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*To*: srfi-70@xxxxxxxxxxxxxxxxx*Subject*: Re: infinities reformulated*From*: bear <bear@xxxxxxxxx>*Date*: Sat, 4 Jun 2005 09:42:21 -0700 (PDT)*Delivered-to*: srfi-70@xxxxxxxxxxxxxxxxx*In-reply-to*: <20050602161228.B3E3D1B77B4@xxxxxxxxxxxxxxxx>*References*: <20050531071658.EC10C1167@xxxxxxxxxxxxxxxxxxxxxxxxxxxxxxx> <20050531234805.0EC7F1B77B4@xxxxxxxxxxxxxxxx> <874qcgg4uf.fsf@xxxxxxxxxxxxxxxxx> <20050602161228.B3E3D1B77B4@xxxxxxxxxxxxxxxx>

On Thu, 2 Jun 2005, Aubrey Jaffer wrote: > | From: Thomas Bushnell BSG <tb@xxxxxxxxxx> > | There is no function "precision-of", so there is no need for an > | answer. Arbitrarily big precision arithmetic (generally) works pretty > | well; you carry around symbolic representations and operate on them. > >To first order: > > (define (precision-of x) (string-length (number->string x))) > >R5RS requires all numbers to have external representations; and it >specifies the allowed formats. I think the relevant section here is where it says that (paraphrase) when exact numbers are operated on in such a way as to produce inexact results, the results should have at least as much precision as the most precise hardware floating-point representation available. I read this as forbidding (or at least recommending against) immediate floating-point representations that fit in 32 bits and truncate the mantissa for a typetag. So, when A) you take (sqrt 2) and B) 2 is an exact number, and C) your implementation cannot represent the result exactly, the standard requires (or at least recommends) that your implementation return a result with at least the "greatest hardware precision available", which in most cases will be, I believe, what the C compiler refers to as a "long" or "double" precision float. But this is, of course, subject to some interpretation by different implementors; Nothing in R5RS says that the hardware representation must be used; only that at whatever is used must provide at least as much precision. A squared, cubed, or n'th-powered representation may be available to represent square roots, cube roots, or nth roots exactly, for example. A logarithmic representation where the number stored is an integer power of 1+epsilon may be used. Etc. For heavy math work, I want to be able to specify the precision used, in one of several ways; For example, by saying (with-inexact-precision 128 ... (sqrt 2) ...) or (sqrt 2 :precision 128) or (without keywords) (sqrt 2 128) or something. I think someone else has suggested that there ought to be a different sqrt function for each desired precision, but I don't like that method as much. Bear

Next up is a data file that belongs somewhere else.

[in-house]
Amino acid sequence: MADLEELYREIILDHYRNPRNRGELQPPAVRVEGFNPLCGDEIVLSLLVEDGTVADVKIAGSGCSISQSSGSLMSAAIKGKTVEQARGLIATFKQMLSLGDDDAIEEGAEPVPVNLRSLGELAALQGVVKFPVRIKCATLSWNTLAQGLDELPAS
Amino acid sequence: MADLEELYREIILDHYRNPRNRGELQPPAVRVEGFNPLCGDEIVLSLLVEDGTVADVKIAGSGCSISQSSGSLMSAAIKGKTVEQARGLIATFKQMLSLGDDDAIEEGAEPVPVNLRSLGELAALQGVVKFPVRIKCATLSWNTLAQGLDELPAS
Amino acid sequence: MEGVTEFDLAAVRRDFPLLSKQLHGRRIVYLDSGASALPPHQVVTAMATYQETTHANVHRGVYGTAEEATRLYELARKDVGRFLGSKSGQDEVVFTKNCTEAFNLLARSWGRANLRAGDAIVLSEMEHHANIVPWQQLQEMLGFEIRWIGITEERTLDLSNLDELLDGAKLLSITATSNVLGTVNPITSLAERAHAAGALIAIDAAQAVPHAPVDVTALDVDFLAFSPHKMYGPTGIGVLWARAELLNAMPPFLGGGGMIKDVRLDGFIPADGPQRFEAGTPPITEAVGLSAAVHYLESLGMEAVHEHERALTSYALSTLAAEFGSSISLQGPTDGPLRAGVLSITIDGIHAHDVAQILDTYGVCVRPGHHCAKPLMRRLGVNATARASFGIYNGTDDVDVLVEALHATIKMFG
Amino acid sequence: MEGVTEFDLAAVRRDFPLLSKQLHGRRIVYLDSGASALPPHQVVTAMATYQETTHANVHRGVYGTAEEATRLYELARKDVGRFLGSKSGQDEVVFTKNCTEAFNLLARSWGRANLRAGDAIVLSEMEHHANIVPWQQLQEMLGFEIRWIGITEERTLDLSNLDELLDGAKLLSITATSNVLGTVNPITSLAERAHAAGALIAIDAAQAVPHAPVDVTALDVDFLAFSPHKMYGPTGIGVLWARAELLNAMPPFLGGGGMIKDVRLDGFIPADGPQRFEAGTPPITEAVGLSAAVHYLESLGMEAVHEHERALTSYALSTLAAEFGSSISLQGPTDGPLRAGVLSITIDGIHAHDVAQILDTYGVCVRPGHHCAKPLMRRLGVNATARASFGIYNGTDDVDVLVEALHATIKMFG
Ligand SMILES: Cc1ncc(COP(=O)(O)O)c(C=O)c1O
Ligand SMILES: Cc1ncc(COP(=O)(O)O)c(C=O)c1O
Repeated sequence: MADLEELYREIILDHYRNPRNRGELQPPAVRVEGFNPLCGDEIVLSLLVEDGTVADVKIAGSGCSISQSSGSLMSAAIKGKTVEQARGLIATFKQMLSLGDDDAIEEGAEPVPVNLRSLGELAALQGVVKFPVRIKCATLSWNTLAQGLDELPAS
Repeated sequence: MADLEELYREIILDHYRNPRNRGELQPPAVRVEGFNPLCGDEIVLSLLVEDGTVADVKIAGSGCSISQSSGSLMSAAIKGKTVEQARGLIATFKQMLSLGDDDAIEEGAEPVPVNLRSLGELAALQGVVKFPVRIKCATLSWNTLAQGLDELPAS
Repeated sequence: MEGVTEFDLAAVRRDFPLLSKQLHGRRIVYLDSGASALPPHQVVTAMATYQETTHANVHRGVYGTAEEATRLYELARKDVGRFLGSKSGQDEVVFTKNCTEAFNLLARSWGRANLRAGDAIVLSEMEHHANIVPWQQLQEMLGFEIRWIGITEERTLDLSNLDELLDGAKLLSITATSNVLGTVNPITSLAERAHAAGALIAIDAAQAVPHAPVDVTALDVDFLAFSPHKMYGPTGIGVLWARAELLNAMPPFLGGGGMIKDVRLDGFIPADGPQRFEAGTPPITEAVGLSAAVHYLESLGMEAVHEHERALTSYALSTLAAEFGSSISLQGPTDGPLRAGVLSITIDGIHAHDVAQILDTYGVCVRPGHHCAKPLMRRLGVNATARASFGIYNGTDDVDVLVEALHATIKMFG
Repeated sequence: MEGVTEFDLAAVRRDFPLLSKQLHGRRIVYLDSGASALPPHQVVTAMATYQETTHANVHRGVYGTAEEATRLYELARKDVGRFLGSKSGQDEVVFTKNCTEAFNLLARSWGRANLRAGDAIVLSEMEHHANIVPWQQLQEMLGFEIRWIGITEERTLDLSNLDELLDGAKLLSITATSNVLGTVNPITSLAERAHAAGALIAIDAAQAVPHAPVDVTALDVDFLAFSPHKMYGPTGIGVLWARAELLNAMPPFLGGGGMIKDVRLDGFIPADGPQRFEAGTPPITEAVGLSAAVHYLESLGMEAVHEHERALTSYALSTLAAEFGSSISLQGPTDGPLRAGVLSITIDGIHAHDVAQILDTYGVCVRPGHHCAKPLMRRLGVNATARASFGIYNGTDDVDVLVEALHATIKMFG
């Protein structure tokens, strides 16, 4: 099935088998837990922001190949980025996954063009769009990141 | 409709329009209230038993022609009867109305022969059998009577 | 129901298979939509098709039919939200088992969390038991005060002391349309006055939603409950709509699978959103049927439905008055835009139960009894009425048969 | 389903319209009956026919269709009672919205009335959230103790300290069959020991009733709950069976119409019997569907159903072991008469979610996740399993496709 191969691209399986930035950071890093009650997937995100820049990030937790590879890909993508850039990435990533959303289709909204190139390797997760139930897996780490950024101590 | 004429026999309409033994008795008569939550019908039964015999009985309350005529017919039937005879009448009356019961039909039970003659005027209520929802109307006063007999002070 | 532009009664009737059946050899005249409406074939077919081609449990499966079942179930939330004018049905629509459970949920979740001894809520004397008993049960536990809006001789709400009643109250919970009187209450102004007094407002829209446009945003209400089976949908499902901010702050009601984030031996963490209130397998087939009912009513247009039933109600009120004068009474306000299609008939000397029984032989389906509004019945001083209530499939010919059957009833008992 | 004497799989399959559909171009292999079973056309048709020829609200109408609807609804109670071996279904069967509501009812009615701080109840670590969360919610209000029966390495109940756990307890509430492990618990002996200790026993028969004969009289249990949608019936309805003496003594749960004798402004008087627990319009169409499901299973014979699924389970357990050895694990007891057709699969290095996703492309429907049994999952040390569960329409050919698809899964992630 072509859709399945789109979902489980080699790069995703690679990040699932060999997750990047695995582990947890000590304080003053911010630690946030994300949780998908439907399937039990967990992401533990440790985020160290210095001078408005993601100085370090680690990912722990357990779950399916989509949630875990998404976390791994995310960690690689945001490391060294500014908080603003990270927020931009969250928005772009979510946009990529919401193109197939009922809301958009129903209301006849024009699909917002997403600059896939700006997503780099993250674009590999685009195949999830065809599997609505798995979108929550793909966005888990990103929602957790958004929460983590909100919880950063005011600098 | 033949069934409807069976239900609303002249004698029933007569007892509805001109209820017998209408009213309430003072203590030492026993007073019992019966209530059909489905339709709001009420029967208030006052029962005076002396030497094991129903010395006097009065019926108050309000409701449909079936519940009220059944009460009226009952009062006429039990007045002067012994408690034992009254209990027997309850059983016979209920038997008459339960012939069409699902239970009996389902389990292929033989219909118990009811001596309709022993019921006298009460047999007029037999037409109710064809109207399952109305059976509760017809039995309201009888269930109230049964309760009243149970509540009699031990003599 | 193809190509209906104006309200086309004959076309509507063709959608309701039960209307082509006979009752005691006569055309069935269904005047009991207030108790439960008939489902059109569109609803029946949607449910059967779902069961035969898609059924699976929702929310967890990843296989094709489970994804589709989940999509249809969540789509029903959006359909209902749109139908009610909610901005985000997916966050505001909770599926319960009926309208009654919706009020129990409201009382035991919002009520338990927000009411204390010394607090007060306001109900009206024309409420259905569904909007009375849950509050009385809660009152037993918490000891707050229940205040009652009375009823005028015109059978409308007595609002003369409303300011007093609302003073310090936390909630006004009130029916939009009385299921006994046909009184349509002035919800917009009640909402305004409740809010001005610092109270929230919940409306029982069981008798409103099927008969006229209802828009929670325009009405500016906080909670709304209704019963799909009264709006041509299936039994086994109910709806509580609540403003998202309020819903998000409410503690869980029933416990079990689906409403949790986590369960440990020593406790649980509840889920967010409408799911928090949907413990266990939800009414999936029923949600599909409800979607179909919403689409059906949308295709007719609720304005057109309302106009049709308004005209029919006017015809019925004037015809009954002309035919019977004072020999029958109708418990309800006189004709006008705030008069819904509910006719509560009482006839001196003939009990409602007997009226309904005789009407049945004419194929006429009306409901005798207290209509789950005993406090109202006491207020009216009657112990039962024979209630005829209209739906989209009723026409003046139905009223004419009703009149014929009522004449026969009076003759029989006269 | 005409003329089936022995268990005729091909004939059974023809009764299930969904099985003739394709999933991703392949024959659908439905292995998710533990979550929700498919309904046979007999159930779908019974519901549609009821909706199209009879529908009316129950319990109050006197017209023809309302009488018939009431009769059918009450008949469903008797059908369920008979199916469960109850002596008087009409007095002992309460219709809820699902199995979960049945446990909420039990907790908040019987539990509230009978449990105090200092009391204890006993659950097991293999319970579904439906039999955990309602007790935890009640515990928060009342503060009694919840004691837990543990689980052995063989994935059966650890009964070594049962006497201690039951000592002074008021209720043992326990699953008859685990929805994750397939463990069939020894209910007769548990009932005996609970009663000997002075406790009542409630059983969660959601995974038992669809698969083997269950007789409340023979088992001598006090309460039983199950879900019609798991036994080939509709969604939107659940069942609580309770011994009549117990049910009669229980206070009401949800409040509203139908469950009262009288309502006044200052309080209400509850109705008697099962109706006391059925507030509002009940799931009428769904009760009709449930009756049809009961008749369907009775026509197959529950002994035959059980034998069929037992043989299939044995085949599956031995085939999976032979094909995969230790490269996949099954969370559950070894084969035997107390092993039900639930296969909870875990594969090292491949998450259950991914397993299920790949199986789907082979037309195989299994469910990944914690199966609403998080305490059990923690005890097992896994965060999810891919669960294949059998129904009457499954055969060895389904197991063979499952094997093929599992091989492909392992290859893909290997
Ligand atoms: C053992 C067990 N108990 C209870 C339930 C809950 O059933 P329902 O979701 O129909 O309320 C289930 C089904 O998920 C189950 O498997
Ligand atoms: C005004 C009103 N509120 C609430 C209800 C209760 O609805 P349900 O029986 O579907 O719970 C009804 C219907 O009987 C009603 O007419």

**Follow-Ups**:**Re: infinities reformulated***From:*Aubrey Jaffer

**References**:**Re: infinities reformulated***From:*Chongkai Zhu

**Re: infinities reformulated***From:*Aubrey Jaffer

**Re: infinities reformulated***From:*Thomas Bushnell BSG

**Re: infinities reformulated***From:*Aubrey Jaffer

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